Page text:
New Western Historians would like to challenge the veracity--and the tenacity--of the Turnerian myth by showing that whites were not the only actors on the frontier and that the myth itself swallowed up the identities of nonwhites in its narrative. Furthermore, they unveil the myth as fantasy and elaborate the political motivations and consequences of Turner's ideological endurance. But it is also important to trace the power of the Turnerian myth through the lives of Westerners--regardless of race or ethnicity. Micheaux's creation of a Black Turnerian presents an intriguing case-study for this act of ideological tracking for, as Houston Baker, writes:

the legends of men conquering wild and virgin lands are not the legends of black America;... and tales of pioneers enduring the hardships of the West for the promise of immense wealth are not the tales of black America.... To black America, frontier is an alien word; for, in essence, all frontiers established by the white psyche have been closed to the black man. (2)

According to Baker, the Turnerian myth was never meant to apply to Micheaux; even the origins of the Frontier Thesis are alien to black America. Though the frontier process produced Turner's "new product that is American," the new American, this distinct character still mutated from "European germs" (Turner 32). Micheaux's origins, though, lie in the institution of Southern slavery, an institution that destroyed all sense of heritage and ancestry for many African Americans at the time.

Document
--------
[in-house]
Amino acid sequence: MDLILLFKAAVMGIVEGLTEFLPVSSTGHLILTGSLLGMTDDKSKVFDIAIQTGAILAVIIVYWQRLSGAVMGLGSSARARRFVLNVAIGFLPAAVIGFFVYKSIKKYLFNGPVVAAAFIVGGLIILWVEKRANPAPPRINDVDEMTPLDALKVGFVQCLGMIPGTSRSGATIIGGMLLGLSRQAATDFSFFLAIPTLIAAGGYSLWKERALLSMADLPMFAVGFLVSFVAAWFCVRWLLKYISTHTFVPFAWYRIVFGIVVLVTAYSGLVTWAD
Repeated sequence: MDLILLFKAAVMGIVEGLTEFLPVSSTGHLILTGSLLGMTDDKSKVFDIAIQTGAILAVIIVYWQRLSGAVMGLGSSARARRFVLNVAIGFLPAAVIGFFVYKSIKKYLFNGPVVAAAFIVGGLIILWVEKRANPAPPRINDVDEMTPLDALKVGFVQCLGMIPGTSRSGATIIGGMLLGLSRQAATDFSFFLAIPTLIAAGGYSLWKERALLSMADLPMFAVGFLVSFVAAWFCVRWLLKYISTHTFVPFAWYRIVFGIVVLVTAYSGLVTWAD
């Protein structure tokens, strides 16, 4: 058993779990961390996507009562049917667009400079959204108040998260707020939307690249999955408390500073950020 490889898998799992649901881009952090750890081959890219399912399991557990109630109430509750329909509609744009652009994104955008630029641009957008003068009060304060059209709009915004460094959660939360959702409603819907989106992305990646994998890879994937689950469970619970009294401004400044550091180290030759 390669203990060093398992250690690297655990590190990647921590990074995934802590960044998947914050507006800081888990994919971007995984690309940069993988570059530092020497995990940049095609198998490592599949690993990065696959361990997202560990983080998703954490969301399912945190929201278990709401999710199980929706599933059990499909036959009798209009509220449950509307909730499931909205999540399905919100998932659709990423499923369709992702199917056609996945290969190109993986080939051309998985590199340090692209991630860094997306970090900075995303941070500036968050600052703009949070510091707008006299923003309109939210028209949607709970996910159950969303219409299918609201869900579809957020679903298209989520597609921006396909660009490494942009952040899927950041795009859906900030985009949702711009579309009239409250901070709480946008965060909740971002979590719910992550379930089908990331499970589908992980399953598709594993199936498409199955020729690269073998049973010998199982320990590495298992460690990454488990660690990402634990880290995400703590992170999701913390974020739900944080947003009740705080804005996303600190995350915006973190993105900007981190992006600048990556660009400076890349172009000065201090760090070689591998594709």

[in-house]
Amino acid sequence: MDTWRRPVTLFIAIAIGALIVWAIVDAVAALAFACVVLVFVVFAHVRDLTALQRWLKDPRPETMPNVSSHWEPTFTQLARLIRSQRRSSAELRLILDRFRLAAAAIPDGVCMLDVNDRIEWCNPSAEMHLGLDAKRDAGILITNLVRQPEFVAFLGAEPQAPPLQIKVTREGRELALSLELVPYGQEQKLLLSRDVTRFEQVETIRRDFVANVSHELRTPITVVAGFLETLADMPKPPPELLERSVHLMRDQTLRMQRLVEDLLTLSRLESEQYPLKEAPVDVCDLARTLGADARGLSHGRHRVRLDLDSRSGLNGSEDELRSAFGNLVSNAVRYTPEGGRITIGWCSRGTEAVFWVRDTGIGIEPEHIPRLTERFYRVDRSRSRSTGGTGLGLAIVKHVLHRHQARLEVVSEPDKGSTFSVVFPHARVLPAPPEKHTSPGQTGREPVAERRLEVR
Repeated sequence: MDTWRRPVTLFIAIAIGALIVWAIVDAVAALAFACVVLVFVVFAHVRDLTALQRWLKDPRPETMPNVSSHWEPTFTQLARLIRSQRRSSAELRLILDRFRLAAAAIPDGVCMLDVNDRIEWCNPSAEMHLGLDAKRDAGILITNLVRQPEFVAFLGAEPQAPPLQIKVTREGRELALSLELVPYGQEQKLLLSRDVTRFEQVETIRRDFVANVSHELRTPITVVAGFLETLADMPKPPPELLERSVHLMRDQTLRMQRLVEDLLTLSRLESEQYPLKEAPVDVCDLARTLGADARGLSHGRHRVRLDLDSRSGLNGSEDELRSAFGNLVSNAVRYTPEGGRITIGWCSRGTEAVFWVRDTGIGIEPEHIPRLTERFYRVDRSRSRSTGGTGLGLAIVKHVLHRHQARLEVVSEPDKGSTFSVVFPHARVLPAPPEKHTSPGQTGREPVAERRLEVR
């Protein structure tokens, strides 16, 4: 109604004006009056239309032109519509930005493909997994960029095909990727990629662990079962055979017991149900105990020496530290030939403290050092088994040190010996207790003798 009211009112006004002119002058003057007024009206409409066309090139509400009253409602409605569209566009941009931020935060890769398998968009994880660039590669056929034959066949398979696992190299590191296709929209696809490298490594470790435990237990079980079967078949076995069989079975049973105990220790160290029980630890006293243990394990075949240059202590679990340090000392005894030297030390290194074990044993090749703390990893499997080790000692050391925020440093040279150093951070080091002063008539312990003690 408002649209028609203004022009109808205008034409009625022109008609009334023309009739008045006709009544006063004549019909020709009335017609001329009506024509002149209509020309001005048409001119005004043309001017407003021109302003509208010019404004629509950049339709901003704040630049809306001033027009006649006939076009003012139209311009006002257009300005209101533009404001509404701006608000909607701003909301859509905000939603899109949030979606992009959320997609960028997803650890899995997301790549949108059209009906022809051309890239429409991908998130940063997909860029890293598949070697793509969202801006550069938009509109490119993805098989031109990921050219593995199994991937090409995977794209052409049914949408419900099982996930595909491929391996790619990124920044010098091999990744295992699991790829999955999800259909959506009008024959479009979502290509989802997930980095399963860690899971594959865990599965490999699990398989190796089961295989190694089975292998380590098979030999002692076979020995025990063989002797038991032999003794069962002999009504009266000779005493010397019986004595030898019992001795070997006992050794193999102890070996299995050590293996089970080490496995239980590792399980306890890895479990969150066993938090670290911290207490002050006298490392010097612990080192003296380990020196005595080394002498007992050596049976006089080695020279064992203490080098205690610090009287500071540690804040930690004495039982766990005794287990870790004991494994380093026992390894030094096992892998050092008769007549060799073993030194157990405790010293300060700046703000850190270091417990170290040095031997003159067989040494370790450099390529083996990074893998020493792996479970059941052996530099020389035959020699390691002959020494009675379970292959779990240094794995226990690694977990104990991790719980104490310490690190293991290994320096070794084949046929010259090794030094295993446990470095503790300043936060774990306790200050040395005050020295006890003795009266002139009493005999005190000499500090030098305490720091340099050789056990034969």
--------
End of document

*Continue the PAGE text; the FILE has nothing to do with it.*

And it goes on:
While the reasons I have delineated above may explain why New Western History, or any progressive discourse outside of African-American film studies for that matter, has not embraced Micheaux, historians and literary critics would do well to pay attention to the resurgence of interest in this important African-American figure. As an African-American novelist and film maker who incorporates stories of the American West into his work, Micheaux challenges the dispossession offered by both Turnerian narratives ("Our Micheaux") and New Western History. Turnerian paradigms necessarily incorporate and erase ethnic identity in their reconstruction of history, thus annulling racial difference. Turner himself even goes so far as to say, "In the crucible of the frontier the [European] immigrants were Americanized, liberated, and fused into a mixed race, English in neither nationality nor characteristics" (47). But the narratives of New Western History tend to disallow the power of the Turnerian myth as a driving force f or both settlement and idealism, especially for people of color moving into this region. In either of these paradigms, Micheaux cannot be both black and a Turnerian at the same time, yet this ideal remains the model through which he constructs all of his Western narratives. In Turner's narrative, often called Triumphalist History, the growth, progress, and development of the West are evidence of the success of both this region and the new American ideology which the frontier spawned.